No-one will be surprised to hear that young people who use cannabis are more likely to become dependent on cannabis or use other illicit drugs, than individuals who do not use cannabis. That’s hardly earth-shattering evidence that should be filling press releases.
The findings relating to suicide attempts are statistically significant, but based on small numbers of participants from just 2 of the studies, so these results should be cautiously reported.
The most compelling evidence of a dose-response relationship is for cannabis use and educational outcomes. This is our main take-home message from the research: regular cannabis use before age 17 is linked with lower high school completion and degree attainment.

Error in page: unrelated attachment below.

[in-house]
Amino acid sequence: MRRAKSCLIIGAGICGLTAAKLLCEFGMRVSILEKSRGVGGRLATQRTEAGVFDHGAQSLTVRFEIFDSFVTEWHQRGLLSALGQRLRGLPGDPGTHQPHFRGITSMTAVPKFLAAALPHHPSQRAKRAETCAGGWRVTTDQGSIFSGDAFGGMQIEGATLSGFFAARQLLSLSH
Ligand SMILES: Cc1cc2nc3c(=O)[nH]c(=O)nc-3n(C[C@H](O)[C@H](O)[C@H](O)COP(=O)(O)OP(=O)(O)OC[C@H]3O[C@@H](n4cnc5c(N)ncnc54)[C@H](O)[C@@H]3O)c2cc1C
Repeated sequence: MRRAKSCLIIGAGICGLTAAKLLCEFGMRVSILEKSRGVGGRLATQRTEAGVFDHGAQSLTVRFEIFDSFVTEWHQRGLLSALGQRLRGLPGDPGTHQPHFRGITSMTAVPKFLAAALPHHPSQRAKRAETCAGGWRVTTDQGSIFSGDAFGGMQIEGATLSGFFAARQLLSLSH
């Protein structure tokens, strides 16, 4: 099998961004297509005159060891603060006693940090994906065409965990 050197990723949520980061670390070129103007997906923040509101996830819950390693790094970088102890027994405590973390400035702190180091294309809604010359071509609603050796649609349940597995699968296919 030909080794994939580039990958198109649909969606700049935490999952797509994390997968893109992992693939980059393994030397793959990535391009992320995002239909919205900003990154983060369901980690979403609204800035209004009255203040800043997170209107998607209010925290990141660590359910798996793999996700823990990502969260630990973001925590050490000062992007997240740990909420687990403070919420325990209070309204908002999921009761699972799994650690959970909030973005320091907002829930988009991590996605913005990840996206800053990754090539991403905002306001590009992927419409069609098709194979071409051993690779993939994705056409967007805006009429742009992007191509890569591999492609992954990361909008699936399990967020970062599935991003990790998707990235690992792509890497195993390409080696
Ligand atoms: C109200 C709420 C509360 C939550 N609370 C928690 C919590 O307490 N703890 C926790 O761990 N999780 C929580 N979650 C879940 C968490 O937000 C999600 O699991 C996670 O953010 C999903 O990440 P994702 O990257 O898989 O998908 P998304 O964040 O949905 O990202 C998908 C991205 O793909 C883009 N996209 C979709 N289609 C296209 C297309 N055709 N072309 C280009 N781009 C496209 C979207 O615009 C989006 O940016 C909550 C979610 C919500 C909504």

We look forward to seeing further studies published in this area, which establish stronger links between cannabis use and the full range of health and social outcomes. This meta-analysis is an important step forward but more evidence is needed to show that, for some outcomes, cannabis use is not simply a marker for having a tough childhood.
Silins E, Horwood LJ, Patton GC, Fergusson DM, Olsson CA, Hutchinson DM, Spry E, Toumbourou JW, Degenhardt L, Swift W, Coffey C, Tait RJ, Letcher P, Copeland J, Mattick RP, for the Cannabis Cohorts Research Consortium. Young adult sequelae of adolescent cannabis use: an integrative analysis. Lancet Psychiatry 2014; 1: 286–93. [Abstract]
Henderson H, Nass L, Payne C, Phelps A, Ryley A. Smoking, drinking and drug use among young people in England in 2012. Health and Social Care Information Centre, 2013.